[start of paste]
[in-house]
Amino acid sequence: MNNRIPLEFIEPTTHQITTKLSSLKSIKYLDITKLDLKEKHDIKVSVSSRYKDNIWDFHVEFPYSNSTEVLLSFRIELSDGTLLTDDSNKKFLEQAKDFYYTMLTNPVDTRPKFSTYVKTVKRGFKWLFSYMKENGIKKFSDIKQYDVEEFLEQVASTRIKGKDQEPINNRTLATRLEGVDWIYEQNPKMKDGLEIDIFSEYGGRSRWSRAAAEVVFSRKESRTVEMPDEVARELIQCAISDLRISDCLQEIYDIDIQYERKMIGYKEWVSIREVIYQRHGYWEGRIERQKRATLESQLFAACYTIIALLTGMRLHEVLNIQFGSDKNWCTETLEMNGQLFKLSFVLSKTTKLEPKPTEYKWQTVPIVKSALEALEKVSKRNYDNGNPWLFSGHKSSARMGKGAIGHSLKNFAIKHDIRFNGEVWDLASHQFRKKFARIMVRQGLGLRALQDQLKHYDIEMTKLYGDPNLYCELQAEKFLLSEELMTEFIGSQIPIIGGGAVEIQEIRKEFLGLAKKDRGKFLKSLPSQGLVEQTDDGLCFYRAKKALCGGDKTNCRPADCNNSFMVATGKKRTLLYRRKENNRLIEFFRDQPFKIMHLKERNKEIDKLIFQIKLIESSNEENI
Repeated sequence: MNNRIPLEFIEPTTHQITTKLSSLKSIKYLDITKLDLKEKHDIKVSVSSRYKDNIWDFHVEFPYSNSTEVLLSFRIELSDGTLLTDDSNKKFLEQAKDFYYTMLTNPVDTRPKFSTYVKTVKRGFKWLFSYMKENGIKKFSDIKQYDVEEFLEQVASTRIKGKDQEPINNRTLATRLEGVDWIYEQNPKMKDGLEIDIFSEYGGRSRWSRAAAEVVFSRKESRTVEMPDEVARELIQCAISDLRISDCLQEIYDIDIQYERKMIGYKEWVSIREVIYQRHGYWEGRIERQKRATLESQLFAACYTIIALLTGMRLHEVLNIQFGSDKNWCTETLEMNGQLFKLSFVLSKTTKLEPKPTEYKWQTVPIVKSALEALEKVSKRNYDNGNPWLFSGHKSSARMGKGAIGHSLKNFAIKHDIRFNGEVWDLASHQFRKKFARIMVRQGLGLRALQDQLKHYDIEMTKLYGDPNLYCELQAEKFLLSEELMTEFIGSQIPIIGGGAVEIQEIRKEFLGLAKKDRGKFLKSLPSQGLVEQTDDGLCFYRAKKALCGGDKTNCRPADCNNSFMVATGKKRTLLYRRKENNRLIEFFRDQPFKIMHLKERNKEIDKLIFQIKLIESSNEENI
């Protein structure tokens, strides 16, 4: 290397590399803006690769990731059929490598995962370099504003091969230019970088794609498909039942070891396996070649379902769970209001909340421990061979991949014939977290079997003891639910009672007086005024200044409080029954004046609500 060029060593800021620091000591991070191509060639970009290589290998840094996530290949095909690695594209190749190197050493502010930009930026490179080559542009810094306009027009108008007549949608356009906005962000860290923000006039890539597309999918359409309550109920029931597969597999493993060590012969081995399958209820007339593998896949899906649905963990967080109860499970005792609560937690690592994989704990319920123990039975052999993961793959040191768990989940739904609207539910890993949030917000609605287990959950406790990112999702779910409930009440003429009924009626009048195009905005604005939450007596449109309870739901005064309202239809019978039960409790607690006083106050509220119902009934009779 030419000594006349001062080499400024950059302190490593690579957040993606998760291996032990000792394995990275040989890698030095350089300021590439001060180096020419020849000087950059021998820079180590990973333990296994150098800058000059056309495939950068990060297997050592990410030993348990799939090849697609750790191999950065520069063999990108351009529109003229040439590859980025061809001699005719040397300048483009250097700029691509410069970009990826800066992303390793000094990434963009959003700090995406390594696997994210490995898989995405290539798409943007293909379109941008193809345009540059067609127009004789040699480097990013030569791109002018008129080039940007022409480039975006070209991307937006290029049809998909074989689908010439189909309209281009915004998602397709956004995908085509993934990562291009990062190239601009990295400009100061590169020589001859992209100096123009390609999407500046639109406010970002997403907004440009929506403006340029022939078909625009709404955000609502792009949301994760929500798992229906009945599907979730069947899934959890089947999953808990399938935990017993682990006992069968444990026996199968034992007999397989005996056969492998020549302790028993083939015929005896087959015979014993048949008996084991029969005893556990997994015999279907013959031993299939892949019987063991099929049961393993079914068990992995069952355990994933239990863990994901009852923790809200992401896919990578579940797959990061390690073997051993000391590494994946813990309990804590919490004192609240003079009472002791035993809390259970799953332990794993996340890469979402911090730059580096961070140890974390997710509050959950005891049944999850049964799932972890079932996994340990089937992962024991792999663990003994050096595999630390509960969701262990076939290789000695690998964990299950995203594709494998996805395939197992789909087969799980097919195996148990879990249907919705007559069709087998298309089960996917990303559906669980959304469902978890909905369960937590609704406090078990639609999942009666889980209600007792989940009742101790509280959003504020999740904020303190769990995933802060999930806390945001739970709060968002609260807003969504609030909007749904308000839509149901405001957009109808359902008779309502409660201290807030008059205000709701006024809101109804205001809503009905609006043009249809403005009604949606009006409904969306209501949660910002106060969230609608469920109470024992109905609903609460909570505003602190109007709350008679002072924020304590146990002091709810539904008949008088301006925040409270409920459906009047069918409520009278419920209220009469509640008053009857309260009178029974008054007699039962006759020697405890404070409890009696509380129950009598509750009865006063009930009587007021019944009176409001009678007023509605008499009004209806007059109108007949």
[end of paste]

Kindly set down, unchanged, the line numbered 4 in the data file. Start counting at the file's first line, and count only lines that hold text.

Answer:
């Protein structure tokens, strides 16, 4: 290397590399803006690769990731059929490598995962370099504003091969230019970088794609498909039942070891396996070649379902769970209001909340421990061979991949014939977290079997003891639910009672007086005024200044409080029954004046609500 060029060593800021620091000591991070191509060639970009290589290998840094996530290949095909690695594209190749190197050493502010930009930026490179080559542009810094306009027009108008007549949608356009906005962000860290923000006039890539597309999918359409309550109920029931597969597999493993060590012969081995399958209820007339593998896949899906649905963990967080109860499970005792609560937690690592994989704990319920123990039975052999993961793959040191768990989940739904609207539910890993949030917000609605287990959950406790990112999702779910409930009440003429009924009626009048195009905005604005939450007596449109309870739901005064309202239809019978039960409790607690006083106050509220119902009934009779 030419000594006349001062080499400024950059302190490593690579957040993606998760291996032990000792394995990275040989890698030095350089300021590439001060180096020419020849000087950059021998820079180590990973333990296994150098800058000059056309495939950068990060297997050592990410030993348990799939090849697609750790191999950065520069063999990108351009529109003229040439590859980025061809001699005719040397300048483009250097700029691509410069970009990826800066992303390793000094990434963009959003700090995406390594696997994210490995898989995405290539798409943007293909379109941008193809345009540059067609127009004789040699480097990013030569791109002018008129080039940007022409480039975006070209991307937006290029049809998909074989689908010439189909309209281009915004998602397709956004995908085509993934990562291009990062190239601009990295400009100061590169020589001859992209100096123009390609999407500046639109406010970002997403907004440009929506403006340029022939078909625009709404955000609502792009949301994760929500798992229906009945599907979730069947899934959890089947999953808990399938935990017993682990006992069968444990026996199968034992007999397989005996056969492998020549302790028993083939015929005896087959015979014993048949008996084991029969005893556990997994015999279907013959031993299939892949019987063991099929049961393993079914068990992995069952355990994933239990863990994901009852923790809200992401896919990578579940797959990061390690073997051993000391590494994946813990309990804590919490004192609240003079009472002791035993809390259970799953332990794993996340890469979402911090730059580096961070140890974390997710509050959950005891049944999850049964799932972890079932996994340990089937992962024991792999663990003994050096595999630390509960969701262990076939290789000695690998964990299950995203594709494998996805395939197992789909087969799980097919195996148990879990249907919705007559069709087998298309089960996917990303559906669980959304469902978890909905369960937590609704406090078990639609999942009666889980209600007792989940009742101790509280959003504020999740904020303190769990995933802060999930806390945001739970709060968002609260807003969504609030909007749904308000839509149901405001957009109808359902008779309502409660201290807030008059205000709701006024809101109804205001809503009905609006043009249809403005009604949606009006409904969306209501949660910002106060969230609608469920109470024992109905609903609460909570505003602190109007709350008679002072924020304590146990002091709810539904008949008088301006925040409270409920459906009047069918409520009278419920209220009469509640008053009857309260009178029974008054007699039962006759020697405890404070409890009696509380129950009598509750009865006063009930009587007021019944009176409001009678007023509605008499009004209806007059109108007949």